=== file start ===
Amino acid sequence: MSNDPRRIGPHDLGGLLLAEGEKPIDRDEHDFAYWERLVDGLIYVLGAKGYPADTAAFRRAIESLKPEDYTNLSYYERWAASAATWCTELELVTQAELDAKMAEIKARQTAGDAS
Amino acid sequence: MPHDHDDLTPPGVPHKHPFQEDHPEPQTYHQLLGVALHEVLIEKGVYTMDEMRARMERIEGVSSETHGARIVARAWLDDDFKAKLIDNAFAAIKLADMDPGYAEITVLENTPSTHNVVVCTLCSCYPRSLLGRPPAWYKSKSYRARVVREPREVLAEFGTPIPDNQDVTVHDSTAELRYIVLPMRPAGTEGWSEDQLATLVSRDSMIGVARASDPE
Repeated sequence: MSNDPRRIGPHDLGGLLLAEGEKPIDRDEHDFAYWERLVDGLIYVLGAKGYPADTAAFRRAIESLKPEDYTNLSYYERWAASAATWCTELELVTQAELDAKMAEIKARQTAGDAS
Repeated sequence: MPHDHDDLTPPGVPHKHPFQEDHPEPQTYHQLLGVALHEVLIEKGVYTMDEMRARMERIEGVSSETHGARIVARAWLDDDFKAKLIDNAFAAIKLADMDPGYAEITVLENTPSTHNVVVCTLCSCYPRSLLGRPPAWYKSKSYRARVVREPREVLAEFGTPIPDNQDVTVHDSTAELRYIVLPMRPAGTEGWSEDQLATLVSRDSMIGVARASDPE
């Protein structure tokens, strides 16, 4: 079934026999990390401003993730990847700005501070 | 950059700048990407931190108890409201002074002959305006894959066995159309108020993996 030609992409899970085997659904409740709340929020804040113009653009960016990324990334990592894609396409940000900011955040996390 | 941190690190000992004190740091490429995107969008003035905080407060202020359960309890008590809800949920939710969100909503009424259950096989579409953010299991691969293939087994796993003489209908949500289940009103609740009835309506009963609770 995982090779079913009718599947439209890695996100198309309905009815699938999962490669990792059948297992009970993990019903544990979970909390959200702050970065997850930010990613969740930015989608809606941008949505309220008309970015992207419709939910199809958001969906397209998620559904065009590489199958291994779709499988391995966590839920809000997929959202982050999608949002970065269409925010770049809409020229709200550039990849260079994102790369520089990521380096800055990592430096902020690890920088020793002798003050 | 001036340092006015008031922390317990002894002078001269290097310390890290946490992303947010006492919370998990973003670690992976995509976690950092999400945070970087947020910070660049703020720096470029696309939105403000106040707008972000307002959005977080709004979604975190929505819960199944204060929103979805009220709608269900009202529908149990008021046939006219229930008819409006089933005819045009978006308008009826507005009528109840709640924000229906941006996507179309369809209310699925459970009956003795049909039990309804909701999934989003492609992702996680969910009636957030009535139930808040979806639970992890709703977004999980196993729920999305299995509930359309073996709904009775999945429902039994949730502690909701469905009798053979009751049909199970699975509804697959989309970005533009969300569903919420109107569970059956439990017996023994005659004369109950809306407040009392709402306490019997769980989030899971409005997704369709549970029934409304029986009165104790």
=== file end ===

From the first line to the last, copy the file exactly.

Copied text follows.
Amino acid sequence: MSNDPRRIGPHDLGGLLLAEGEKPIDRDEHDFAYWERLVDGLIYVLGAKGYPADTAAFRRAIESLKPEDYTNLSYYERWAASAATWCTELELVTQAELDAKMAEIKARQTAGDAS
Amino acid sequence: MPHDHDDLTPPGVPHKHPFQEDHPEPQTYHQLLGVALHEVLIEKGVYTMDEMRARMERIEGVSSETHGARIVARAWLDDDFKAKLIDNAFAAIKLADMDPGYAEITVLENTPSTHNVVVCTLCSCYPRSLLGRPPAWYKSKSYRARVVREPREVLAEFGTPIPDNQDVTVHDSTAELRYIVLPMRPAGTEGWSEDQLATLVSRDSMIGVARASDPE
Repeated sequence: MSNDPRRIGPHDLGGLLLAEGEKPIDRDEHDFAYWERLVDGLIYVLGAKGYPADTAAFRRAIESLKPEDYTNLSYYERWAASAATWCTELELVTQAELDAKMAEIKARQTAGDAS
Repeated sequence: MPHDHDDLTPPGVPHKHPFQEDHPEPQTYHQLLGVALHEVLIEKGVYTMDEMRARMERIEGVSSETHGARIVARAWLDDDFKAKLIDNAFAAIKLADMDPGYAEITVLENTPSTHNVVVCTLCSCYPRSLLGRPPAWYKSKSYRARVVREPREVLAEFGTPIPDNQDVTVHDSTAELRYIVLPMRPAGTEGWSEDQLATLVSRDSMIGVARASDPE
């Protein structure tokens, strides 16, 4: 079934026999990390401003993730990847700005501070 | 950059700048990407931190108890409201002074002959305006894959066995159309108020993996 030609992409899970085997659904409740709340929020804040113009653009960016990324990334990592894609396409940000900011955040996390 | 941190690190000992004190740091490429995107969008003035905080407060202020359960309890008590809800949920939710969100909503009424259950096989579409953010299991691969293939087994796993003489209908949500289940009103609740009835309506009963609770 995982090779079913009718599947439209890695996100198309309905009815699938999962490669990792059948297992009970993990019903544990979970909390959200702050970065997850930010990613969740930015989608809606941008949505309220008309970015992207419709939910199809958001969906397209998620559904065009590489199958291994779709499988391995966590839920809000997929959202982050999608949002970065269409925010770049809409020229709200550039990849260079994102790369520089990521380096800055990592430096902020690890920088020793002798003050 | 001036340092006015008031922390317990002894002078001269290097310390890290946490992303947010006492919370998990973003670690992976995509976690950092999400945070970087947020910070660049703020720096470029696309939105403000106040707008972000307002959005977080709004979604975190929505819960199944204060929103979805009220709608269900009202529908149990008021046939006219229930008819409006089933005819045009978006308008009826507005009528109840709640924000229906941006996507179309369809209310699925459970009956003795049909039990309804909701999934989003492609992702996680969910009636957030009535139930808040979806639970992890709703977004999980196993729920999305299995509930359309073996709904009775999945429902039994949730502690909701469905009798053979009751049909199970699975509804697959989309970005533009969300569903919420109107569970059956439990017996023994005659004369109950809306407040009392709402306490019997769980989030899971409005997704369709549970029934409304029986009165104790």